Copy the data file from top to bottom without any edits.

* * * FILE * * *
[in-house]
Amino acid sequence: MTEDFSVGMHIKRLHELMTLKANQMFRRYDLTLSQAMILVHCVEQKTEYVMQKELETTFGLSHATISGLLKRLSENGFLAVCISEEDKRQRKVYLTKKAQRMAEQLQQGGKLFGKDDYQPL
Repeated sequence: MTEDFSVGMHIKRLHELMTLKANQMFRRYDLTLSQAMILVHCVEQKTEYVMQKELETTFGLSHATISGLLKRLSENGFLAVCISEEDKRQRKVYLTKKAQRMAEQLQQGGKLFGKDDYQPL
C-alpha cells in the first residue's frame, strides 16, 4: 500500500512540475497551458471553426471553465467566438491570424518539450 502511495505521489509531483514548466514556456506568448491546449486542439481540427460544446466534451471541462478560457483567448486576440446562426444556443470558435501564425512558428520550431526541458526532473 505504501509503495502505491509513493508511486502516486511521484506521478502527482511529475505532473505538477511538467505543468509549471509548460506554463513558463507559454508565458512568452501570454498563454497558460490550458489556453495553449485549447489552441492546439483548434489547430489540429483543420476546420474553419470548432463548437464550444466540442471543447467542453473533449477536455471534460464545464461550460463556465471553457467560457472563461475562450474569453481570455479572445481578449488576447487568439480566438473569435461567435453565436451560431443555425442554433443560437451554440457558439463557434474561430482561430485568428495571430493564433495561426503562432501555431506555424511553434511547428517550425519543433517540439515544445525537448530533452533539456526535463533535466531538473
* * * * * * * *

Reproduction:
[in-house]
Amino acid sequence: MTEDFSVGMHIKRLHELMTLKANQMFRRYDLTLSQAMILVHCVEQKTEYVMQKELETTFGLSHATISGLLKRLSENGFLAVCISEEDKRQRKVYLTKKAQRMAEQLQQGGKLFGKDDYQPL
Repeated sequence: MTEDFSVGMHIKRLHELMTLKANQMFRRYDLTLSQAMILVHCVEQKTEYVMQKELETTFGLSHATISGLLKRLSENGFLAVCISEEDKRQRKVYLTKKAQRMAEQLQQGGKLFGKDDYQPL
C-alpha cells in the first residue's frame, strides 16, 4: 500500500512540475497551458471553426471553465467566438491570424518539450 502511495505521489509531483514548466514556456506568448491546449486542439481540427460544446466534451471541462478560457483567448486576440446562426444556443470558435501564425512558428520550431526541458526532473 505504501509503495502505491509513493508511486502516486511521484506521478502527482511529475505532473505538477511538467505543468509549471509548460506554463513558463507559454508565458512568452501570454498563454497558460490550458489556453495553449485549447489552441492546439483548434489547430489540429483543420476546420474553419470548432463548437464550444466540442471543447467542453473533449477536455471534460464545464461550460463556465471553457467560457472563461475562450474569453481570455479572445481578449488576447487568439480566438473569435461567435453565436451560431443555425442554433443560437451554440457558439463557434474561430482561430485568428495571430493564433495561426503562432501555431506555424511553434511547428517550425519543433517540439515544445525537448530533452533539456526535463533535466531538473